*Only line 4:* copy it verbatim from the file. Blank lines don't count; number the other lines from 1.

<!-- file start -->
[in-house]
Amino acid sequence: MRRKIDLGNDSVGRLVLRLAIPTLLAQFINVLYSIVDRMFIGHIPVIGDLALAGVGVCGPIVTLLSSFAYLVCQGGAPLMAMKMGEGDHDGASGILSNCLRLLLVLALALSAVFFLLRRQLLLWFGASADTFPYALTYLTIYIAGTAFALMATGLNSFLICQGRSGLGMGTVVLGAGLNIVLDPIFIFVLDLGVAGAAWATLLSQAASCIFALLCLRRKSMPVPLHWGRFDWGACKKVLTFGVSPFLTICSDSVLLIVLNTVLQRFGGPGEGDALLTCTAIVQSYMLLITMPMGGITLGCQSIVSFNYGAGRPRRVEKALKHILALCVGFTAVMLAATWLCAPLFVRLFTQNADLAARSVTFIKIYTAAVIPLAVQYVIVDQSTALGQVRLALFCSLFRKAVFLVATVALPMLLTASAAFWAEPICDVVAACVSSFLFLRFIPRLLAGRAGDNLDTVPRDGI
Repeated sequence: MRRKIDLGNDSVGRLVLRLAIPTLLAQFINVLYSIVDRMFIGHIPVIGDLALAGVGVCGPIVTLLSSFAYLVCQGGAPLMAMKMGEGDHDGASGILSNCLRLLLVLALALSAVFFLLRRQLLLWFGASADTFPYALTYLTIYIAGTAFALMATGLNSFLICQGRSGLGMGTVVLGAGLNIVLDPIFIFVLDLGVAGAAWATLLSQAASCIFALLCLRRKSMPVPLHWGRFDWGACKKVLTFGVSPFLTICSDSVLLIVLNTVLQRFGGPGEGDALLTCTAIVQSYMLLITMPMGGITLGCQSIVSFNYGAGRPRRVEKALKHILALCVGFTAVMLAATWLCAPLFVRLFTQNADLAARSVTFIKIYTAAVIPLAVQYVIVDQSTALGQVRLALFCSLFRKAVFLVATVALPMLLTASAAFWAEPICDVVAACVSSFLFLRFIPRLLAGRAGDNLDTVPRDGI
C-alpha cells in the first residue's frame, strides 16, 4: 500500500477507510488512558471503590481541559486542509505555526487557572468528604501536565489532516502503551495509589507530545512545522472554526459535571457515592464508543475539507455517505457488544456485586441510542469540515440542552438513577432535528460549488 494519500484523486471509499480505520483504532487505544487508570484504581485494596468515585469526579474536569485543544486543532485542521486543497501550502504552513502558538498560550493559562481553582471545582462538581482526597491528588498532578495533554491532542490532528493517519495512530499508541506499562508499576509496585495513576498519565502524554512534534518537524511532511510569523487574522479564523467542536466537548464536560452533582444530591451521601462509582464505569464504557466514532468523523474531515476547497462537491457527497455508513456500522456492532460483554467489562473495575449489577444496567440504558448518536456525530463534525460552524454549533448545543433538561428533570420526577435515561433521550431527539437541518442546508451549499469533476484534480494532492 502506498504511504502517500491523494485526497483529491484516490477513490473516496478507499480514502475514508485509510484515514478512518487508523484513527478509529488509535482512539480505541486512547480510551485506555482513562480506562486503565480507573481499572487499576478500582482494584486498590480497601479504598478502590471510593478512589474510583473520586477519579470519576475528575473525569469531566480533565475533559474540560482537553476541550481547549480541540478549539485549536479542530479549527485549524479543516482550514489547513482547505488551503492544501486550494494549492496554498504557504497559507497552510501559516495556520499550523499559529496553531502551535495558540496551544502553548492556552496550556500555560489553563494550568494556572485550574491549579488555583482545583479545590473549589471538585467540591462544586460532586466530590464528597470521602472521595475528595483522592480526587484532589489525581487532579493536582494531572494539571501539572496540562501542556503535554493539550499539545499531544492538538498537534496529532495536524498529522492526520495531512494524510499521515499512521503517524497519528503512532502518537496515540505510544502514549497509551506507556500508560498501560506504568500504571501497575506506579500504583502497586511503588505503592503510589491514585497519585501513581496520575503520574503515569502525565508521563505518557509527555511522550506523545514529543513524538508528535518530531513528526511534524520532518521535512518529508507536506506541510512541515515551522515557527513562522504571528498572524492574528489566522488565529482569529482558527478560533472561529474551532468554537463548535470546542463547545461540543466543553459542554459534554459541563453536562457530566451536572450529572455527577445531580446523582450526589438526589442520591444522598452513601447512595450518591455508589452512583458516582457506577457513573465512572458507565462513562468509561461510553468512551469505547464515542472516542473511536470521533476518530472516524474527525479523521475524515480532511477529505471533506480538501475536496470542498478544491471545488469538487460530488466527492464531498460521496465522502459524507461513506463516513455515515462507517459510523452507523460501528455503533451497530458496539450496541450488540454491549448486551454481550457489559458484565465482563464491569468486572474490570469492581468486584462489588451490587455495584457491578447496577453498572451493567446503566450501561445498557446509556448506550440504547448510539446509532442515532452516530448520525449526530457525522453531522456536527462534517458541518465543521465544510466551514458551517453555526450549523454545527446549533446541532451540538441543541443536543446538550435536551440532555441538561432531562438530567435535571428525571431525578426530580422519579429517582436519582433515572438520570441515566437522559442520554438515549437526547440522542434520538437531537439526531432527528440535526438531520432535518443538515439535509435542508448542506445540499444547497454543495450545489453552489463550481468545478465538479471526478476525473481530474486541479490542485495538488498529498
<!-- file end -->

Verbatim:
C-alpha cells in the first residue's frame, strides 16, 4: 500500500477507510488512558471503590481541559486542509505555526487557572468528604501536565489532516502503551495509589507530545512545522472554526459535571457515592464508543475539507455517505457488544456485586441510542469540515440542552438513577432535528460549488 494519500484523486471509499480505520483504532487505544487508570484504581485494596468515585469526579474536569485543544486543532485542521486543497501550502504552513502558538498560550493559562481553582471545582462538581482526597491528588498532578495533554491532542490532528493517519495512530499508541506499562508499576509496585495513576498519565502524554512534534518537524511532511510569523487574522479564523467542536466537548464536560452533582444530591451521601462509582464505569464504557466514532468523523474531515476547497462537491457527497455508513456500522456492532460483554467489562473495575449489577444496567440504558448518536456525530463534525460552524454549533448545543433538561428533570420526577435515561433521550431527539437541518442546508451549499469533476484534480494532492 502506498504511504502517500491523494485526497483529491484516490477513490473516496478507499480514502475514508485509510484515514478512518487508523484513527478509529488509535482512539480505541486512547480510551485506555482513562480506562486503565480507573481499572487499576478500582482494584486498590480497601479504598478502590471510593478512589474510583473520586477519579470519576475528575473525569469531566480533565475533559474540560482537553476541550481547549480541540478549539485549536479542530479549527485549524479543516482550514489547513482547505488551503492544501486550494494549492496554498504557504497559507497552510501559516495556520499550523499559529496553531502551535495558540496551544502553548492556552496550556500555560489553563494550568494556572485550574491549579488555583482545583479545590473549589471538585467540591462544586460532586466530590464528597470521602472521595475528595483522592480526587484532589489525581487532579493536582494531572494539571501539572496540562501542556503535554493539550499539545499531544492538538498537534496529532495536524498529522492526520495531512494524510499521515499512521503517524497519528503512532502518537496515540505510544502514549497509551506507556500508560498501560506504568500504571501497575506506579500504583502497586511503588505503592503510589491514585497519585501513581496520575503520574503515569502525565508521563505518557509527555511522550506523545514529543513524538508528535518530531513528526511534524520532518521535512518529508507536506506541510512541515515551522515557527513562522504571528498572524492574528489566522488565529482569529482558527478560533472561529474551532468554537463548535470546542463547545461540543466543553459542554459534554459541563453536562457530566451536572450529572455527577445531580446523582450526589438526589442520591444522598452513601447512595450518591455508589452512583458516582457506577457513573465512572458507565462513562468509561461510553468512551469505547464515542472516542473511536470521533476518530472516524474527525479523521475524515480532511477529505471533506480538501475536496470542498478544491471545488469538487460530488466527492464531498460521496465522502459524507461513506463516513455515515462507517459510523452507523460501528455503533451497530458496539450496541450488540454491549448486551454481550457489559458484565465482563464491569468486572474490570469492581468486584462489588451490587455495584457491578447496577453498572451493567446503566450501561445498557446509556448506550440504547448510539446509532442515532452516530448520525449526530457525522453531522456536527462534517458541518465543521465544510466551514458551517453555526450549523454545527446549533446541532451540538441543541443536543446538550435536551440532555441538561432531562438530567435535571428525571431525578426530580422519579429517582436519582433515572438520570441515566437522559442520554438515549437526547440522542434520538437531537439526531432527528440535526438531520432535518443538515439535509435542508448542506445540499444547497454543495450545489453552489463550481468545478465538479471526478476525473481530474486541479490542485495538488498529498